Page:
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Conservatism's Structural Defect

Reader comment on item: Conservatism's Hidden History

Submitted by John W Howard (United States), Jul 31, 2018 at 12:03

I agree with the thesis, generally, but have argued for a conservative project that goes beyond Burkean limitations. Burke and his progeny have defined a conservatism that is inherently transactional and reactionary and that is the inherent (and tragic) weakness of the movement. Because Burke's argument was essentially that things should evolve and change only incrementally and when necessary to address changes in society (a sort of political common law), conservatives have never bent to the project of developing a coherent philosophy that defines what government should be.

As a result, when "conservatives" (and I use the term advisedly, when describing political figures) take over government (as they have at least 3 times in my lifetime) they have no idea what to do. They do not dismantle liberal depredations because to change things is to go against the fundamental animating principle Burke articulated. So liberalism become inexorable. And so it has.

They don't fundamentally change government because they have never defined what government ought to be. They do not know what it should do.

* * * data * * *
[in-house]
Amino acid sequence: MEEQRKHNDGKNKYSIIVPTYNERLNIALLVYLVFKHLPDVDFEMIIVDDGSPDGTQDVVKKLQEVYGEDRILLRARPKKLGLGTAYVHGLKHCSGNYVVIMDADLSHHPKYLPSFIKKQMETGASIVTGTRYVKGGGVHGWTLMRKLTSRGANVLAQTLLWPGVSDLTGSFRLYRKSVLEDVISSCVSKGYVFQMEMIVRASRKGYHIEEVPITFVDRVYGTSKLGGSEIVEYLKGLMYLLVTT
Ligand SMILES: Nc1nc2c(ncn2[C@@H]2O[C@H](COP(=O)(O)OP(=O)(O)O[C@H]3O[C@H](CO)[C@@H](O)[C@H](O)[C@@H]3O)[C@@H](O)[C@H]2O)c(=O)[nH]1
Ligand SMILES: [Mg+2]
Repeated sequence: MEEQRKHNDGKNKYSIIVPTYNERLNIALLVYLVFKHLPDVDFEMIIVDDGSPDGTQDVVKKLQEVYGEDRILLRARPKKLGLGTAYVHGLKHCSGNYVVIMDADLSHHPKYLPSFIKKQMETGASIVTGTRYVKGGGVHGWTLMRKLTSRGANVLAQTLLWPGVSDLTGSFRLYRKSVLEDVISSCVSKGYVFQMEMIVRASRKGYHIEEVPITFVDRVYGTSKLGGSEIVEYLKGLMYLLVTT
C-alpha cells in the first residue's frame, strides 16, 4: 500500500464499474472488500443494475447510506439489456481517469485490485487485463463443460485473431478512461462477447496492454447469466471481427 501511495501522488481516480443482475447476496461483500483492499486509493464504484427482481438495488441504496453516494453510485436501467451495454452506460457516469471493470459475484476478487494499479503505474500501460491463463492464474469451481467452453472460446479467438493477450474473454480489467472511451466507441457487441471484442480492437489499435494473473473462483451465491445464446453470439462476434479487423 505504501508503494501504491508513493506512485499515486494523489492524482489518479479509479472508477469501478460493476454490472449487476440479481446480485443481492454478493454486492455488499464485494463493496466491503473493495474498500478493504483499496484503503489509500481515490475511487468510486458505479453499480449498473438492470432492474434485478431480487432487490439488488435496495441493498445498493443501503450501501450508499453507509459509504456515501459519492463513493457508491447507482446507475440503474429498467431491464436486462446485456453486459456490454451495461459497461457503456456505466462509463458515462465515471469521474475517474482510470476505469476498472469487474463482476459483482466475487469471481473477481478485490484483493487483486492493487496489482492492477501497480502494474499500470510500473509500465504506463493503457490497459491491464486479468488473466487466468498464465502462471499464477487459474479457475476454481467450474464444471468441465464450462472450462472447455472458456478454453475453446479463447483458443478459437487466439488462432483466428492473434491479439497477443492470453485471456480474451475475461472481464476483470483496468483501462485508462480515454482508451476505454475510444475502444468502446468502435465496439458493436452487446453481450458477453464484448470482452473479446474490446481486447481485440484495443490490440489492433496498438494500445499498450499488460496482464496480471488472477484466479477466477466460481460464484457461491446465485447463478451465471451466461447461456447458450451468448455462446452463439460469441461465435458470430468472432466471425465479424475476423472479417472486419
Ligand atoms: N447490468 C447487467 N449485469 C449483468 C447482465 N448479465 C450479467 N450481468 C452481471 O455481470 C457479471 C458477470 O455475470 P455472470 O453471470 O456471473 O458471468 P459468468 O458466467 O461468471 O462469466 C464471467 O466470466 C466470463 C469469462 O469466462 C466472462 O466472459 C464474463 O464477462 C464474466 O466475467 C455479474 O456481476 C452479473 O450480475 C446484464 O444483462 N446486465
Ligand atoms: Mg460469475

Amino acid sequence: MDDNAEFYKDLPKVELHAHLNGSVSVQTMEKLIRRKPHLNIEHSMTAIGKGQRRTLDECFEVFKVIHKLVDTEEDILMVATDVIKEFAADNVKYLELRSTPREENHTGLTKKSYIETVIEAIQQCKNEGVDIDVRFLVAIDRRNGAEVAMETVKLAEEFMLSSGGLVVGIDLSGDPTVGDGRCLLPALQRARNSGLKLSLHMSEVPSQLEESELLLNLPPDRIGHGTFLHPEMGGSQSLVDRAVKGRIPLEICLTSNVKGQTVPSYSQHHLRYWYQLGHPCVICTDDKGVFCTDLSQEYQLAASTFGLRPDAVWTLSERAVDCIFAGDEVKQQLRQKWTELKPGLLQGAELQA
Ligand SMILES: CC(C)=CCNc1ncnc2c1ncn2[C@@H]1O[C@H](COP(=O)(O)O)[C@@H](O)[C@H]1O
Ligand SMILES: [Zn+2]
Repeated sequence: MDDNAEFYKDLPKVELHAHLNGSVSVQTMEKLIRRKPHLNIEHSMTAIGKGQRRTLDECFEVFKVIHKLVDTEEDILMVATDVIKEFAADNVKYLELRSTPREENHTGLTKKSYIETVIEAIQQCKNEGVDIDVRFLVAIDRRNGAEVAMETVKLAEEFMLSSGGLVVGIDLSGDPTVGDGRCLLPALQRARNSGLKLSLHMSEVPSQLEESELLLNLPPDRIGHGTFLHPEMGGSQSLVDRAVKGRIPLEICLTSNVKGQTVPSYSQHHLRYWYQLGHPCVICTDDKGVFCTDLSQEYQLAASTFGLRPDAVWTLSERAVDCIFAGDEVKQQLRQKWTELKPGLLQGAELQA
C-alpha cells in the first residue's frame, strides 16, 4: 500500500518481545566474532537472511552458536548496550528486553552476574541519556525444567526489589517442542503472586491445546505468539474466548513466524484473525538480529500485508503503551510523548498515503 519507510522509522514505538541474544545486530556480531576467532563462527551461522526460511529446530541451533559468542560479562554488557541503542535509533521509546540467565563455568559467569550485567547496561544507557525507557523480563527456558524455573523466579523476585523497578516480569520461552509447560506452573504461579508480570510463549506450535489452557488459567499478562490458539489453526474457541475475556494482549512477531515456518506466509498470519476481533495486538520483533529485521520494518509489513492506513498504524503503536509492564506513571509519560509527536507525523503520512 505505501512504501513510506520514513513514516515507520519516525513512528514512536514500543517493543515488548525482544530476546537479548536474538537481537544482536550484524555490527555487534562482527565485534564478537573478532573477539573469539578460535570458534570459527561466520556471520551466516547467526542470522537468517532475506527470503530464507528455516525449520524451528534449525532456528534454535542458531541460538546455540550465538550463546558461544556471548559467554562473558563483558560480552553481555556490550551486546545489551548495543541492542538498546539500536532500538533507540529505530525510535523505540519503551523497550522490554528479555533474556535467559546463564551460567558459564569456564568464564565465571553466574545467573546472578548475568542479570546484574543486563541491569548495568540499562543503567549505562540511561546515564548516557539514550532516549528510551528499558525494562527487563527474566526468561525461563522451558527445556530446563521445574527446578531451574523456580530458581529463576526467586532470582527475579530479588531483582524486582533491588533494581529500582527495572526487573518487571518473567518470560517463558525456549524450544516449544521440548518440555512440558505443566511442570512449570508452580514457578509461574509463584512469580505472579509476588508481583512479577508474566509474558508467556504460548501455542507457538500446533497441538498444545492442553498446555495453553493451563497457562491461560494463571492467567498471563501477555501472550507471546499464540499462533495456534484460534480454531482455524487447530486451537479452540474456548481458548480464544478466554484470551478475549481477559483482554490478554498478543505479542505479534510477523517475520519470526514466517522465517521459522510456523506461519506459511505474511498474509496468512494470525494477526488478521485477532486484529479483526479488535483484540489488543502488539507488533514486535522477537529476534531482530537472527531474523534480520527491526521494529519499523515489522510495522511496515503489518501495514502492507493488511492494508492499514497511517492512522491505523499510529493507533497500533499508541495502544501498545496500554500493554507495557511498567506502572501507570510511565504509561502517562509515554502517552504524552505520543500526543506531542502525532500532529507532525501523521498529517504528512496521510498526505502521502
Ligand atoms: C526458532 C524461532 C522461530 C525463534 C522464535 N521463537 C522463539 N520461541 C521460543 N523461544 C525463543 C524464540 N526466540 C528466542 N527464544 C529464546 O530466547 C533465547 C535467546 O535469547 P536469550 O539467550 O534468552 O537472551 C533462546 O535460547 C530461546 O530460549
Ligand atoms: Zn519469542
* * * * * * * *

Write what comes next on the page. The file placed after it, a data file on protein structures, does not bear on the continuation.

All they say is that they are not going to do what liberals do.

That's not a philosophy. It is hardly even a political impulse.

Burke's approach has also sapped the energy of what could be a robust political philosophy by ladening it with religiosity and social impulses, making it self-contradictory by arguing, on the one hand, for individual liberty and, at the same time, for a social orthodoxy as a matter of politics. They are self-cancelling and that explains why Americans are so confused by the message. One cannot argue for freedom and, at the same time, tell me what to do with my personal life, as a matter of politics.

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Daniel Pipes replies:

You point to the very real fact that conservatives are skeptical of government and focus on other topics, compared to liberals. Overcoming this difference will be a major challenge for conservatism.

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Note: Opinions expressed in comments are those of the authors alone and not necessarily those of Daniel Pipes. Original writing only, please. Comments are screened and in some cases edited before posting. Reasoned disagreement is welcome but not comments that are scurrilous, off-topic, commercial, disparaging religions, or otherwise inappropriate. For complete regulations, see the "Guidelines for Reader Comments".

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